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Asbestos health issues ca 1959 and 2017:
Forming part of the history of the mining, production & use of asbestos world-wide, this article quotes from a popular text giving an indication of how asbestos-related health issues were viewed in the 1950's.
The author recognizes asbestosis as a special type of silicosis. He expresses the viewpoint (for the 1950's era) of the level of risk from asbestos exposure. Mesothelioma was not on the horizon in the original author's (Rosato 1959) view.
This articles series about the manufacture & use of asbestos-containing products includes detailed information on the production methods, asbestos content, and the identity and use of asbestos-containing materials.
Asbestos Health & Safety Status - current CDC Mesothelioma Death Rates in the U.S.
Currently (2017) one of the most-reliable sources for statistics on United States mortality rates from malignant mesothelioma is the U.S. Centers for Disease Control or the CDC. Here are excerpts from a weekly report from the US CDC, for which we provide the full document below in PDF format.
To characterize mortality attributed to mesothelioma, CDC's National Institute for Occupational Safety and Health (NIOSH) analyzed annual multiple-cause-of-death records for 1999--2005, the most recent years for which complete data are available.*
For those years, a total of 18,068 deaths of persons with malignant mesothelioma were reported, increasing from 2,482 deaths in 1999 to 2,704 in 2005, but the annual death rate was stable (14.1 per million in 1999 and 14.0 in 2005).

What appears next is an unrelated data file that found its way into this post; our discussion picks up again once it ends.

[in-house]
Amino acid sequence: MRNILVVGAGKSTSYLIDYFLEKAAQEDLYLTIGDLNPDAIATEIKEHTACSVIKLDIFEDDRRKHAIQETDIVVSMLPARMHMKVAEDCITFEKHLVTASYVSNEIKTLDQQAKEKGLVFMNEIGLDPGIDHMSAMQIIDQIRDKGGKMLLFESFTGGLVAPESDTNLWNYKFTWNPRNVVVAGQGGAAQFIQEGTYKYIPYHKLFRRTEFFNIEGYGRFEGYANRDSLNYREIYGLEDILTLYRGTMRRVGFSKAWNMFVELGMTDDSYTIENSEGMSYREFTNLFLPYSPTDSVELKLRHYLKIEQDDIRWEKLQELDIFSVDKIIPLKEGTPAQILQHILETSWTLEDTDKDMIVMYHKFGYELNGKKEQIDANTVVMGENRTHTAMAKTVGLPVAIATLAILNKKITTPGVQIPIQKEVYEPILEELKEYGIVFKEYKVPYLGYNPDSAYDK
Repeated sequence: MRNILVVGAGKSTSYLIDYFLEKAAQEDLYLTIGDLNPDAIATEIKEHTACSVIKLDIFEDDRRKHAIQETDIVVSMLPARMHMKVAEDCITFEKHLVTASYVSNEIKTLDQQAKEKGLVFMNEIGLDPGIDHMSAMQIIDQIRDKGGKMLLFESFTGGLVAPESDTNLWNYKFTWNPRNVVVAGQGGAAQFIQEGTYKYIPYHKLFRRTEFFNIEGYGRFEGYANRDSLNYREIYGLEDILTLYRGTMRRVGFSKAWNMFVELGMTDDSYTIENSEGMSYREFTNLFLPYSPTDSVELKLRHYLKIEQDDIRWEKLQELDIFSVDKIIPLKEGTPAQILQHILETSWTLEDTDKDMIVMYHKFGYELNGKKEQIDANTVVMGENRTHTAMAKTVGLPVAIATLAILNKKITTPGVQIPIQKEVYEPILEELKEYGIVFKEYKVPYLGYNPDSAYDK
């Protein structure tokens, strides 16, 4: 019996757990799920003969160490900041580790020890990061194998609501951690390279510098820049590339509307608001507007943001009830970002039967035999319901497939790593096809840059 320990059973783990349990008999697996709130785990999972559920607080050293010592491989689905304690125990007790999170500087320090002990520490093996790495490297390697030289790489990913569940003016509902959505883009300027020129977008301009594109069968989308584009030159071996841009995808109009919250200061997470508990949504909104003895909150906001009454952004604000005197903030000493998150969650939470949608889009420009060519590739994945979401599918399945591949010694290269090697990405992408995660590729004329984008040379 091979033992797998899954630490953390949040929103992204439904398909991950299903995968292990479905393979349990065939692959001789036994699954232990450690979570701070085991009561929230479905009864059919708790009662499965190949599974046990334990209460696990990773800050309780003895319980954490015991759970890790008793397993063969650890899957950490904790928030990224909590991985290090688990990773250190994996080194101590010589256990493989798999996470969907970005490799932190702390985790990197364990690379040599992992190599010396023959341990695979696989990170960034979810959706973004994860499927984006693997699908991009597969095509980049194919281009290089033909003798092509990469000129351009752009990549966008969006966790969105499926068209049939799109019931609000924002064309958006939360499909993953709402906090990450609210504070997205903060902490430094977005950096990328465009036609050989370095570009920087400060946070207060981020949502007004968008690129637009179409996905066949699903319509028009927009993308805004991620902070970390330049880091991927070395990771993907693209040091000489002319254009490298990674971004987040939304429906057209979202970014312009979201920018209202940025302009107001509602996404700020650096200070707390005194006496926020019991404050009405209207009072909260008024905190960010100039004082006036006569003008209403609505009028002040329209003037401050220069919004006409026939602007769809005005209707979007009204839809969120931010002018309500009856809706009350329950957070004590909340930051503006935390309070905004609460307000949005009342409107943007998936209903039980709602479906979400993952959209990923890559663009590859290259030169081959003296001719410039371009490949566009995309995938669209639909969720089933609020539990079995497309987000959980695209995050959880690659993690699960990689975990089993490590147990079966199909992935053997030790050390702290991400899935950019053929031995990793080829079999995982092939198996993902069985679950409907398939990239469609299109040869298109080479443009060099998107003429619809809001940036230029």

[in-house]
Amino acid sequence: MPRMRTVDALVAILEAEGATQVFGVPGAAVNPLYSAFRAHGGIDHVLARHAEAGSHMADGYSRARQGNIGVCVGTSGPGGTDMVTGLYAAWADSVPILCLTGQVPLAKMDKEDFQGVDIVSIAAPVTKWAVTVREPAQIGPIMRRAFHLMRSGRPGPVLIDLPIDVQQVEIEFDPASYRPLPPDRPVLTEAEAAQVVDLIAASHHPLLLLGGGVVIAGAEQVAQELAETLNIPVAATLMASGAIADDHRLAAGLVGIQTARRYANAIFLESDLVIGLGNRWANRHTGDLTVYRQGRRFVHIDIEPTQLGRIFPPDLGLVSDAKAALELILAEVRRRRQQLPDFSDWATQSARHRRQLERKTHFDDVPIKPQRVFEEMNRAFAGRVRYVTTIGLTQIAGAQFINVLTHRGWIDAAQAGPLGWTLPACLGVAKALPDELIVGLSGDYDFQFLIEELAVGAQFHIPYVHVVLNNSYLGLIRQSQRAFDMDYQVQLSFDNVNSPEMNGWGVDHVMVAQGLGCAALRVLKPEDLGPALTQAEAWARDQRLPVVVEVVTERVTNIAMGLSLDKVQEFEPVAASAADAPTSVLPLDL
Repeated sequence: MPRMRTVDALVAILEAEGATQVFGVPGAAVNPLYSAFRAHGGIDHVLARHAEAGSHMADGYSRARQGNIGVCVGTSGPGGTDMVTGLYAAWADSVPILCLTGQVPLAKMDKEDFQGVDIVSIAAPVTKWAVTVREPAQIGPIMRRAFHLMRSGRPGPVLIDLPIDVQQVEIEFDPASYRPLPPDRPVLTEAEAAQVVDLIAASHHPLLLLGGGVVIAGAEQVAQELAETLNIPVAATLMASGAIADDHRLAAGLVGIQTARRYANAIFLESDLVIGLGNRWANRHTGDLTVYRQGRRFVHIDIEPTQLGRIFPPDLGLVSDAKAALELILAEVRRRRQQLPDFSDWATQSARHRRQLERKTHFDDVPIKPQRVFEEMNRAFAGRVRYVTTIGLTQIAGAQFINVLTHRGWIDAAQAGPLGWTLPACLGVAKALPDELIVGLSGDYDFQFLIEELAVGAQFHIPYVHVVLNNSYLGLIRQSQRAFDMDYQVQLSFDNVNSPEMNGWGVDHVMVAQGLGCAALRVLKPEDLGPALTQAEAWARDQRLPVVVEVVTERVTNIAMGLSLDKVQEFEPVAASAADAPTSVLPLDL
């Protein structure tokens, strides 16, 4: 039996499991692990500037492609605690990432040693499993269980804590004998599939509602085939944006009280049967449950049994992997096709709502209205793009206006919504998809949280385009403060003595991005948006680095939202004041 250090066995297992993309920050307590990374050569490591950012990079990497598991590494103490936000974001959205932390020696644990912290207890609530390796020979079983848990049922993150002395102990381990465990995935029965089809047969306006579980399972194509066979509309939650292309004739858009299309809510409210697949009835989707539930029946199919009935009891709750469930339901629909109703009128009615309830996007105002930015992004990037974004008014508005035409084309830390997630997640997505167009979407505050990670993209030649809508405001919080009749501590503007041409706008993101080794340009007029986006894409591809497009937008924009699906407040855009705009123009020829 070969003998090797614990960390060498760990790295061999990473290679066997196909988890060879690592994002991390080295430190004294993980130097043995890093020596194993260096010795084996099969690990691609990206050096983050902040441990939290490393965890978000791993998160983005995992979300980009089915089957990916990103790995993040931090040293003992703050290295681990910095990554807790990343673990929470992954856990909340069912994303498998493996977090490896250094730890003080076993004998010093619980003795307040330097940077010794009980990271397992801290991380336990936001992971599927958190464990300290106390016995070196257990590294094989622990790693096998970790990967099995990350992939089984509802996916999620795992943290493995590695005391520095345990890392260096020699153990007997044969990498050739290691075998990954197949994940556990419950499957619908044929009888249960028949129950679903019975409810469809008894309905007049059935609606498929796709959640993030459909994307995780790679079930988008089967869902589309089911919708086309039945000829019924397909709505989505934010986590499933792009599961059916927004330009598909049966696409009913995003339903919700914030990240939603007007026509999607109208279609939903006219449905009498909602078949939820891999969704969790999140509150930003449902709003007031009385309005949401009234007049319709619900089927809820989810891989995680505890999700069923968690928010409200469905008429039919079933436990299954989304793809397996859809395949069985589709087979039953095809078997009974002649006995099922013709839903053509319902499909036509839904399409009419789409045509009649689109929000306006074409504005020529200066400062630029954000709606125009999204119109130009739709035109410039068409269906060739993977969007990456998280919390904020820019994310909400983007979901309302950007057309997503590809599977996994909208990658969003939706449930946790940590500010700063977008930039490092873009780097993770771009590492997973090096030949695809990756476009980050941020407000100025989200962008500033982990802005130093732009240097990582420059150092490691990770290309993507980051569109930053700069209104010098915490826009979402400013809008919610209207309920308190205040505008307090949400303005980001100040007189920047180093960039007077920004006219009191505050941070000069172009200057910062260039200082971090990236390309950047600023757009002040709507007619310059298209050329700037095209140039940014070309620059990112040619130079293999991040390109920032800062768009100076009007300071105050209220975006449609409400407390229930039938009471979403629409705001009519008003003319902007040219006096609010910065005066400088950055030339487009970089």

Maintenance, renovation, or demolition activities that might disturb asbestos should be performed with precautions that sufficiently prevent exposures for workers and the public. In addition, physicians should document the occupational history of all suspected and confirmed mesothelioma cases.
Asbestos was used in a wide variety of construction and manufacturing applications through most of the 20th century. In the United States, asbestos use peaked at 803,000 metric tons in 1973 and then declined to approximately 1,700 metric tons in 2007 (Figure 1) (3).
From 1999 to 2005, the total number of malignant mesothelioma deaths increased 8.9%, from 2,482 in 1999 to 2,704 in 2005, but the annual death rate was stable (14.1 per million population in 1999 versus 14.0 in 2005).
The death rate for males was 4.5 times that for females (23.2 versus 5.1 per million).
During 1999--2005, the state death rate was greater than the national rate (13.8 per million population per year) in 26 states; in six states the rate exceeded 20 per million per year (Figure 2): Maine (173 deaths; rate: 27.5), Wyoming (50; 22.2), West Virginia (182; 21.0), Pennsylvania (1,210; 20.8), New Jersey (814; 20.2), and Washington (558; 20.1).
Reported by: KM Bang, PhD, JM Mazurek, MD, E Storey, MD, MD Attfield, PhD, PL Schleiff, MS, JM Wood, MS, Div of Respiratory Disease Studies, JT Wassell, PhD, Div of Safety Research, National Institute for Occupational Safety and Health, CDC.
- U.S. CDC (2009) cited below.
Convert Mesothelioma Death Rate to Acutal Number of Mesothelioma-related Deaths Per Year
For simplicity and not exactly correctly, using the current (2017) U.S. Population and the latest mesothelioma cancer death rates that would include mesothelioma caused by asbestos exposure (principally but possibly mesothelioma from other causes as well), we can calculate the number of U.S. deaths per year from asbestos-caused mesothelioma at a maximum possible number of
Death Rate DR = Population in Millions x Death Rate per Million People
DR = 323 x 14.1
Current DR (mesothelioma U.S.) = 4,522 deaths per year
EPA ASBESTOS IN YOUR HOME U.S. EPA, Exposure Evaluation Division, Office of Toxic Substances, Office of Pesticides and Toxic Substances, U.S. Environmental Protection Agency, Washington,D.C. 20460
Greenberg M., Davies L, T. A. MESOTHELIOMA REGISTER 1967-68 [PDF] British Journal of Industrial Medicine, 31, 91-104, 1974.